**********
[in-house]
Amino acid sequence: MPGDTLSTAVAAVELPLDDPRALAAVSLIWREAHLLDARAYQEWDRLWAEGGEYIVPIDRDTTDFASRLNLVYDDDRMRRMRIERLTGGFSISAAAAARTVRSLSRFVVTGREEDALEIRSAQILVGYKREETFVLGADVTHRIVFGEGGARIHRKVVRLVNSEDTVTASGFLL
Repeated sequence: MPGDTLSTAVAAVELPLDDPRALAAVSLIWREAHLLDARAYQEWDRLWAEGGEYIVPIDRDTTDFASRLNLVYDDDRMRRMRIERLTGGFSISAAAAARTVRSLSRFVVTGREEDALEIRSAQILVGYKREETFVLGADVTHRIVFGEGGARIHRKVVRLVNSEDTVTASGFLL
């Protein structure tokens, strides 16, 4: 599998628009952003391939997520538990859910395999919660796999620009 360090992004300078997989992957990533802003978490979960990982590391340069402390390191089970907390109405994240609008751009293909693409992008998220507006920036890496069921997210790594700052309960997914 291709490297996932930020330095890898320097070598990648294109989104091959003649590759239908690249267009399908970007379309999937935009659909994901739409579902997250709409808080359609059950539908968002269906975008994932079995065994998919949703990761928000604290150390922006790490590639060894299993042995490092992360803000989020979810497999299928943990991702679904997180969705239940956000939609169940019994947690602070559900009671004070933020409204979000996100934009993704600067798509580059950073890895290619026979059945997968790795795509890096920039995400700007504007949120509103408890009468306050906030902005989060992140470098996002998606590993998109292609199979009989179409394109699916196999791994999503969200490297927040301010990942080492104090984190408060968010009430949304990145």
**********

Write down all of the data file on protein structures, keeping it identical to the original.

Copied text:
[in-house]
Amino acid sequence: MPGDTLSTAVAAVELPLDDPRALAAVSLIWREAHLLDARAYQEWDRLWAEGGEYIVPIDRDTTDFASRLNLVYDDDRMRRMRIERLTGGFSISAAAAARTVRSLSRFVVTGREEDALEIRSAQILVGYKREETFVLGADVTHRIVFGEGGARIHRKVVRLVNSEDTVTASGFLL
Repeated sequence: MPGDTLSTAVAAVELPLDDPRALAAVSLIWREAHLLDARAYQEWDRLWAEGGEYIVPIDRDTTDFASRLNLVYDDDRMRRMRIERLTGGFSISAAAAARTVRSLSRFVVTGREEDALEIRSAQILVGYKREETFVLGADVTHRIVFGEGGARIHRKVVRLVNSEDTVTASGFLL
């Protein structure tokens, strides 16, 4: 599998628009952003391939997520538990859910395999919660796999620009 360090992004300078997989992957990533802003978490979960990982590391340069402390390191089970907390109405994240609008751009293909693409992008998220507006920036890496069921997210790594700052309960997914 291709490297996932930020330095890898320097070598990648294109989104091959003649590759239908690249267009399908970007379309999937935009659909994901739409579902997250709409808080359609059950539908968002269906975008994932079995065994998919949703990761928000604290150390922006790490590639060894299993042995490092992360803000989020979810497999299928943990991702679904997180969705239940956000939609169940019994947690602070559900009671004070933020409204979000996100934009993704600067798509580059950073890895290619026979059945997968790795795509890096920039995400700007504007949120509103408890009468306050906030902005989060992140470098996002998606590993998109292609199979009989179409394109699916196999791994999503969200490297927040301010990942080492104090984190408060968010009430949304990145």